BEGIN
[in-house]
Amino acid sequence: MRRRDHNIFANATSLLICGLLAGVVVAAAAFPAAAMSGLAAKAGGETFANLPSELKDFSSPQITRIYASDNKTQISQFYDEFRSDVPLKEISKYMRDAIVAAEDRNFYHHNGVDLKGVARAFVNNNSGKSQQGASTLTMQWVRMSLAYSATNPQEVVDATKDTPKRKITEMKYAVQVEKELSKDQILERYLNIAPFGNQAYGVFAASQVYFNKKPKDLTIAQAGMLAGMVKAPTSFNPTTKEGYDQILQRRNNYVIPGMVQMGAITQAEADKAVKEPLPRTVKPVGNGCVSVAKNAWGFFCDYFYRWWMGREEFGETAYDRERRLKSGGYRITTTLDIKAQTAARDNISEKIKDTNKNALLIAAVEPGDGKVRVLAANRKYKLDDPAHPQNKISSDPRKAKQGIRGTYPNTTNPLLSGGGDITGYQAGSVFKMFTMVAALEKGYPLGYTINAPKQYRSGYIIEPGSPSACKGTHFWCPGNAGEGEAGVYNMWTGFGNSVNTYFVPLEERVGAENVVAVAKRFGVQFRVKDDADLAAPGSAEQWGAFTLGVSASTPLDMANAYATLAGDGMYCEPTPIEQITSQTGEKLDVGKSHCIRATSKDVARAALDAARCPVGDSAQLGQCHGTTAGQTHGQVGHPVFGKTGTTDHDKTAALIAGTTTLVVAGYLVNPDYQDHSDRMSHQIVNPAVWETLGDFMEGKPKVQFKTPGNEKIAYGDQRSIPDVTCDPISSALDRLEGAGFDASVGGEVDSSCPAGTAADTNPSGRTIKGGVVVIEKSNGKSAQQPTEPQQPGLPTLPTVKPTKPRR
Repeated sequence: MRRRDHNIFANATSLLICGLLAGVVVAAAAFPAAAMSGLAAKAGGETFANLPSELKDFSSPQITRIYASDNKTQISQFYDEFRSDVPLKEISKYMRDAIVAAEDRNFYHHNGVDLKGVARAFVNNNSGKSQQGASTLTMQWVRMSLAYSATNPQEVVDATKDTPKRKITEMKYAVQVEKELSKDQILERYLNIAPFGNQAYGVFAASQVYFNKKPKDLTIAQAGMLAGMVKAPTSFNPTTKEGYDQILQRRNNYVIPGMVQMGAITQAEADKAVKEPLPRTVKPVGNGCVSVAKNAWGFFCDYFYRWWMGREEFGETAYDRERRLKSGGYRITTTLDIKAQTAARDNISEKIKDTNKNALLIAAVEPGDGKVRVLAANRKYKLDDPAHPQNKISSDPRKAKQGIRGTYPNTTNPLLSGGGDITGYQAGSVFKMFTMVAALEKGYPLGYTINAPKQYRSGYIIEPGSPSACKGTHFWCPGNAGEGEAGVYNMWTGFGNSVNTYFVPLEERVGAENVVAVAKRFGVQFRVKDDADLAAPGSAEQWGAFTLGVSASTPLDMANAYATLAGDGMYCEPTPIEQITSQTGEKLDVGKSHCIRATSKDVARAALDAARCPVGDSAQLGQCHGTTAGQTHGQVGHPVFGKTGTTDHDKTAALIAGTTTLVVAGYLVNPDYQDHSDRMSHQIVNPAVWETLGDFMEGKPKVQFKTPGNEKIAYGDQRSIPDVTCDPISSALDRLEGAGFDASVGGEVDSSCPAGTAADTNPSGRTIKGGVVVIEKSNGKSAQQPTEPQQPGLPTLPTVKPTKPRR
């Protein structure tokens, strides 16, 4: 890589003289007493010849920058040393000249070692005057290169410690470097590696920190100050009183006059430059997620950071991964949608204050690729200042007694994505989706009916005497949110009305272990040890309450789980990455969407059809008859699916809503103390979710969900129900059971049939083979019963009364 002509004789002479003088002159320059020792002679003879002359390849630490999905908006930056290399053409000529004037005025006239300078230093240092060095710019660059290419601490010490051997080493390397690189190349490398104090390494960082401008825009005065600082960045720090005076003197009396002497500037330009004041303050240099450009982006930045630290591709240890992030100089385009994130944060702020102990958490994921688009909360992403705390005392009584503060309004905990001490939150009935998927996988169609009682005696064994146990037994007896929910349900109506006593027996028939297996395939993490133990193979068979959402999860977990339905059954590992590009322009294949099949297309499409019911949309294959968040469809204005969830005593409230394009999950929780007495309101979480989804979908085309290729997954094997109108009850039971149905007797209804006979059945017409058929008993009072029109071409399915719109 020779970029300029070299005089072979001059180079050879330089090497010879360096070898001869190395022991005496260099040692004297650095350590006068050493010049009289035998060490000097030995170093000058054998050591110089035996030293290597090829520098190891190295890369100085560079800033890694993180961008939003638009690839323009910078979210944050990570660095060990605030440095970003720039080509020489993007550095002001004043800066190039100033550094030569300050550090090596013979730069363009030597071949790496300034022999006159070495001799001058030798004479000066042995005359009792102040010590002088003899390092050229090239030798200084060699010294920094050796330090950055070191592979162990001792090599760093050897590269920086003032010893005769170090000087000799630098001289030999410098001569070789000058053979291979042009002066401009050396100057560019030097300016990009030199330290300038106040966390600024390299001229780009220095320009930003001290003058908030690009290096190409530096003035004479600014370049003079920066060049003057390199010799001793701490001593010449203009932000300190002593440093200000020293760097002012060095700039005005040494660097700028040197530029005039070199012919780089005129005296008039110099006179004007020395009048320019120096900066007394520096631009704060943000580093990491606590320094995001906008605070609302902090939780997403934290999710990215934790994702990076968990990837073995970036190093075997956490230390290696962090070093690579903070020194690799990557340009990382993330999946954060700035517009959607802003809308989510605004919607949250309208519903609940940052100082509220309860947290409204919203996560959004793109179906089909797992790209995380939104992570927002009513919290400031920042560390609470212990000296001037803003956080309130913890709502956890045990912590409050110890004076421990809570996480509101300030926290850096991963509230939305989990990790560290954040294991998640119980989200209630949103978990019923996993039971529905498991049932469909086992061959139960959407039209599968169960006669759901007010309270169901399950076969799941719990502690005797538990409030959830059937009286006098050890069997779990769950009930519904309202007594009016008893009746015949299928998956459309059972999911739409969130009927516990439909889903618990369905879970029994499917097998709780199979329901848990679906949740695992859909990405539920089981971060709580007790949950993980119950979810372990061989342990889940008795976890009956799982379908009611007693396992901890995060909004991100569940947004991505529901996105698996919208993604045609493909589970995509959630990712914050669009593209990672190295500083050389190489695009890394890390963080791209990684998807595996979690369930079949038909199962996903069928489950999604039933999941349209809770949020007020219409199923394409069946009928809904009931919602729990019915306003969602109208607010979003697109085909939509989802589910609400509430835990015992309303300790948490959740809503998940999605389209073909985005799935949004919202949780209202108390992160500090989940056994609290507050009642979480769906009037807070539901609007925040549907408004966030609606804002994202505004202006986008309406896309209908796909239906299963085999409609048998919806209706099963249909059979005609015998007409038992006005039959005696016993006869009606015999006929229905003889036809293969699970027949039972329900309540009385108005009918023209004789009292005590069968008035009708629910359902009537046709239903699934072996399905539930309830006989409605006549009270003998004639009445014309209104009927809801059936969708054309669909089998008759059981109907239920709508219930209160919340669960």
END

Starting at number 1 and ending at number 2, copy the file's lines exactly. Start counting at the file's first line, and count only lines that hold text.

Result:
[in-house]
Amino acid sequence: MRRRDHNIFANATSLLICGLLAGVVVAAAAFPAAAMSGLAAKAGGETFANLPSELKDFSSPQITRIYASDNKTQISQFYDEFRSDVPLKEISKYMRDAIVAAEDRNFYHHNGVDLKGVARAFVNNNSGKSQQGASTLTMQWVRMSLAYSATNPQEVVDATKDTPKRKITEMKYAVQVEKELSKDQILERYLNIAPFGNQAYGVFAASQVYFNKKPKDLTIAQAGMLAGMVKAPTSFNPTTKEGYDQILQRRNNYVIPGMVQMGAITQAEADKAVKEPLPRTVKPVGNGCVSVAKNAWGFFCDYFYRWWMGREEFGETAYDRERRLKSGGYRITTTLDIKAQTAARDNISEKIKDTNKNALLIAAVEPGDGKVRVLAANRKYKLDDPAHPQNKISSDPRKAKQGIRGTYPNTTNPLLSGGGDITGYQAGSVFKMFTMVAALEKGYPLGYTINAPKQYRSGYIIEPGSPSACKGTHFWCPGNAGEGEAGVYNMWTGFGNSVNTYFVPLEERVGAENVVAVAKRFGVQFRVKDDADLAAPGSAEQWGAFTLGVSASTPLDMANAYATLAGDGMYCEPTPIEQITSQTGEKLDVGKSHCIRATSKDVARAALDAARCPVGDSAQLGQCHGTTAGQTHGQVGHPVFGKTGTTDHDKTAALIAGTTTLVVAGYLVNPDYQDHSDRMSHQIVNPAVWETLGDFMEGKPKVQFKTPGNEKIAYGDQRSIPDVTCDPISSALDRLEGAGFDASVGGEVDSSCPAGTAADTNPSGRTIKGGVVVIEKSNGKSAQQPTEPQQPGLPTLPTVKPTKPRR